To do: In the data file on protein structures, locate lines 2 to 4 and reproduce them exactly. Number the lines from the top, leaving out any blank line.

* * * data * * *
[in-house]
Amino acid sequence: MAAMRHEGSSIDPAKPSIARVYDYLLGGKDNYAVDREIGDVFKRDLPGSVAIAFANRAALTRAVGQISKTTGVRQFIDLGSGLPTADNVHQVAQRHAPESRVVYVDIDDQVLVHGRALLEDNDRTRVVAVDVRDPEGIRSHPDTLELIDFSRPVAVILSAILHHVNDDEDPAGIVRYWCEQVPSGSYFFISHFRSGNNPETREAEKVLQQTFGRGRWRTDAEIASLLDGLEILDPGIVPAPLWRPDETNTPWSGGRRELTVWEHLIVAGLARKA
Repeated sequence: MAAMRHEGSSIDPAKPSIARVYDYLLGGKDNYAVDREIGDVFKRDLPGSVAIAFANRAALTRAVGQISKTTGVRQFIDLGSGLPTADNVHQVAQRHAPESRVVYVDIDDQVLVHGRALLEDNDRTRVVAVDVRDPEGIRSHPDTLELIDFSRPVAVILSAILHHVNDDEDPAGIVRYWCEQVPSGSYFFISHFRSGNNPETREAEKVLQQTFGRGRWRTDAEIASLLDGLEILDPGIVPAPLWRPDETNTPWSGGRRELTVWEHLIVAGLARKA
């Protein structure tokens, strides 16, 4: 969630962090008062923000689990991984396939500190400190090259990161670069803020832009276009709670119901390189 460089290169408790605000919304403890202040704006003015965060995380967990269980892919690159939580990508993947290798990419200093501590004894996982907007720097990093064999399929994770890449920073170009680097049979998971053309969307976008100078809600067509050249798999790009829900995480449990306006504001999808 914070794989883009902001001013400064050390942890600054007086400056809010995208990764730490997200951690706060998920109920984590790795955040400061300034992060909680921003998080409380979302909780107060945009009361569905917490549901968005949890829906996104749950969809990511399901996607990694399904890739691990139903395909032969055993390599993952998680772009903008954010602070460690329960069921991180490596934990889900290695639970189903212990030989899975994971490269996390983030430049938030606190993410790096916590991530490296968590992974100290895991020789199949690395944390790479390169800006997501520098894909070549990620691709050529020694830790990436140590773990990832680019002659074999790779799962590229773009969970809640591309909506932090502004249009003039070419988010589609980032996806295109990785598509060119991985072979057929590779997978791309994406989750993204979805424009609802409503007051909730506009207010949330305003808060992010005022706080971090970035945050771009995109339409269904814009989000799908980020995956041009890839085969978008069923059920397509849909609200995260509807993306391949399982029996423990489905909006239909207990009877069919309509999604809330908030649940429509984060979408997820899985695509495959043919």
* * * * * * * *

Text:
Amino acid sequence: MAAMRHEGSSIDPAKPSIARVYDYLLGGKDNYAVDREIGDVFKRDLPGSVAIAFANRAALTRAVGQISKTTGVRQFIDLGSGLPTADNVHQVAQRHAPESRVVYVDIDDQVLVHGRALLEDNDRTRVVAVDVRDPEGIRSHPDTLELIDFSRPVAVILSAILHHVNDDEDPAGIVRYWCEQVPSGSYFFISHFRSGNNPETREAEKVLQQTFGRGRWRTDAEIASLLDGLEILDPGIVPAPLWRPDETNTPWSGGRRELTVWEHLIVAGLARKA
Repeated sequence: MAAMRHEGSSIDPAKPSIARVYDYLLGGKDNYAVDREIGDVFKRDLPGSVAIAFANRAALTRAVGQISKTTGVRQFIDLGSGLPTADNVHQVAQRHAPESRVVYVDIDDQVLVHGRALLEDNDRTRVVAVDVRDPEGIRSHPDTLELIDFSRPVAVILSAILHHVNDDEDPAGIVRYWCEQVPSGSYFFISHFRSGNNPETREAEKVLQQTFGRGRWRTDAEIASLLDGLEILDPGIVPAPLWRPDETNTPWSGGRRELTVWEHLIVAGLARKA
């Protein structure tokens, strides 16, 4: 969630962090008062923000689990991984396939500190400190090259990161670069803020832009276009709670119901390189 460089290169408790605000919304403890202040704006003015965060995380967990269980892919690159939580990508993947290798990419200093501590004894996982907007720097990093064999399929994770890449920073170009680097049979998971053309969307976008100078809600067509050249798999790009829900995480449990306006504001999808 914070794989883009902001001013400064050390942890600054007086400056809010995208990764730490997200951690706060998920109920984590790795955040400061300034992060909680921003998080409380979302909780107060945009009361569905917490549901968005949890829906996104749950969809990511399901996607990694399904890739691990139903395909032969055993390599993952998680772009903008954010602070460690329960069921991180490596934990889900290695639970189903212990030989899975994971490269996390983030430049938030606190993410790096916590991530490296968590992974100290895991020789199949690395944390790479390169800006997501520098894909070549990620691709050529020694830790990436140590773990990832680019002659074999790779799962590229773009969970809640591309909506932090502004249009003039070419988010589609980032996806295109990785598509060119991985072979057929590779997978791309994406989750993204979805424009609802409503007051909730506009207010949330305003808060992010005022706080971090970035945050771009995109339409269904814009989000799908980020995956041009890839085969978008069923059920397509849909609200995260509807993306391949399982029996423990489905909006239909207990009877069919309509999604809330908030649940429509984060979408997820899985695509495959043919």